2018 NFL Power Rankings: Conference Championships Edition

While the four top seeds have all moved on, where do the remaining teams rank among one another?

The upside of a completely chalky division weekend is a championship weekend that features four of the best teams in the league.

On the NFC side of things, the top two teams in our nERD power rankings will meet for the right to go to the Super Bowl, while the AFC Championship features the fifth- and sixth-ranked teams. For those unfamiliar, nERD measures how many points above or below average a team is.

After their victory over Dallas, the Rams maintained their top spot by our ratings, while the Saints jumped the Chargers to move into second.

Kansas City is the lowest-rated team remaining, due to a defense that ranks 28th in the league in opponent-adjusted Net Expected Points (NEP) but less than 1.4 nERD actually separate the Chiefs from the Rams.

And then there are the Patriots, who will be making their 13th conference title game appearance in the Tom Brady era and are the only remaining team with a top-10 defense by NEP.

Here is how the playoff field breaks down, followed by a few more notes about the final four teams.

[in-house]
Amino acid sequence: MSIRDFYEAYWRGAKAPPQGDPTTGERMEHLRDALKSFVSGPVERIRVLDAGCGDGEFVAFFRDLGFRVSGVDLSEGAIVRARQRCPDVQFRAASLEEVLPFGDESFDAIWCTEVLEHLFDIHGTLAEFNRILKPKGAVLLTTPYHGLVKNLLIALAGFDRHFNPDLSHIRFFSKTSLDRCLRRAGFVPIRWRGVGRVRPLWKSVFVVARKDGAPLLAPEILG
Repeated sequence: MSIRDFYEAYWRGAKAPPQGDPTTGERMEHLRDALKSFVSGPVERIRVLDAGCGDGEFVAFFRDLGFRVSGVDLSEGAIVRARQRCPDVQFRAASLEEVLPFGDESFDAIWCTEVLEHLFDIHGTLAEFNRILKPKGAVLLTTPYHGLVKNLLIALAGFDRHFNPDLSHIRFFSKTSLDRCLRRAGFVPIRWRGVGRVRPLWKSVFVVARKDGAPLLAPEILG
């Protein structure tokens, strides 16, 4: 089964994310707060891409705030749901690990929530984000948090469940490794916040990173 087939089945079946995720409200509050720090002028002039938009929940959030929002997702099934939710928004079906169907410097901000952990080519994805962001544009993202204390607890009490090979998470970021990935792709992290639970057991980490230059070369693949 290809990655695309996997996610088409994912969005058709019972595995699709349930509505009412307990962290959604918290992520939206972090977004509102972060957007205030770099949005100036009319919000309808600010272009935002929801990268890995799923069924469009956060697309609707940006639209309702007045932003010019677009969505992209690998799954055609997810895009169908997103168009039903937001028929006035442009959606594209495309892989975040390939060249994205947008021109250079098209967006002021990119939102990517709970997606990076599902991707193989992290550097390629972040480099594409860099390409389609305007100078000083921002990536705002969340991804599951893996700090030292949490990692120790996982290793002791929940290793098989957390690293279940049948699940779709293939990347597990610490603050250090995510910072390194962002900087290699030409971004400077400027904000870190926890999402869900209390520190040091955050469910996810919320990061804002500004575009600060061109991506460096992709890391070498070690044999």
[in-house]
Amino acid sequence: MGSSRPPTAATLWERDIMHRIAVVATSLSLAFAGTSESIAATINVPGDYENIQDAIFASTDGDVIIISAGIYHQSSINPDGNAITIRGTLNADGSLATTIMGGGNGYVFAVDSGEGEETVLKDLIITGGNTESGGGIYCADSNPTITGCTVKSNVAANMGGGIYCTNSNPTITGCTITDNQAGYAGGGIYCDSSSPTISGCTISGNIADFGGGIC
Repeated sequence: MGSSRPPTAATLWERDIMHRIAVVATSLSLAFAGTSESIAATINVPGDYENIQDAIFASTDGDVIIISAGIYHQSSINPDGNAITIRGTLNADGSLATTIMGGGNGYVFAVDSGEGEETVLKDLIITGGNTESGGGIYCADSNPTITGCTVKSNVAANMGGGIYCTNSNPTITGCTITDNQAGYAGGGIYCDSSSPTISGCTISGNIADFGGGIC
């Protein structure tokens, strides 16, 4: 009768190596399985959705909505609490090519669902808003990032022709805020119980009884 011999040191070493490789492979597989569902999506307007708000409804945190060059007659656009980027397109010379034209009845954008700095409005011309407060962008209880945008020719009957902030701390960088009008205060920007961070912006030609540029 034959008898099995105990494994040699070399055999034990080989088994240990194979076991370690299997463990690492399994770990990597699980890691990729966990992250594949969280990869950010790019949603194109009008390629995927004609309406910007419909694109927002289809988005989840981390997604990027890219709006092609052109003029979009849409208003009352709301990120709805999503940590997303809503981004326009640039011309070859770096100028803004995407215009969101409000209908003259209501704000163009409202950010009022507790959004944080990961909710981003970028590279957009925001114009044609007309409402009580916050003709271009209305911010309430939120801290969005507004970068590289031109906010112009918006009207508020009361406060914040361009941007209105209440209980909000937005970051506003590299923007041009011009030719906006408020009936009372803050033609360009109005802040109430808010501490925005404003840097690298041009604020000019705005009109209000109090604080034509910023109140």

Rank Team nERD Rec. Super Bowl Odds Off. NEP Rank Def. NEP Rank Change
1 Los Angeles Rams 9.12 14-3 23.2% 2 15 0
2 New Orleans Saints 8.37 14-3 26.8% 3 12 1
5 New England Patriots 7.92 12-5 24.1% 4 10 0
6 Kansas City Chiefs 7.74 13-4 25.8% 1 28 1

Los Angeles Rams

While the Rams' scoring margin of +8 suggests a relatively close game, in terms of moving the ball and stopping the opposition from doing the same, it was a dominant performance over the Cowboys.

Los Angeles out-gained the Cowboys by 151 yards and had a +12.7% Net Success Rate, the best Success Rate margin of the weekend (Success Rate measures the percentage of plays that yield positive NEP).

Dallas' defense posted the 10th-lowest Rushing Success Rate during the regular season, but it was no match for the league's most efficient rushing offense, which posted a 51.4% Success Rate in the regular season and a 60.4% mark on Saturday. C.J. Anderson ran for 123 yards and a pair of scores on 23 carries, while Todd Gurley added 115 yards and a touchdown on 15 rushes.

Through the air, Jared Goff posted a solid -- if unspectacular -- 48.2% Success Rate, while the Cowboys offense as a whole was held to a rate of 44.1% (the league average is 45.4%).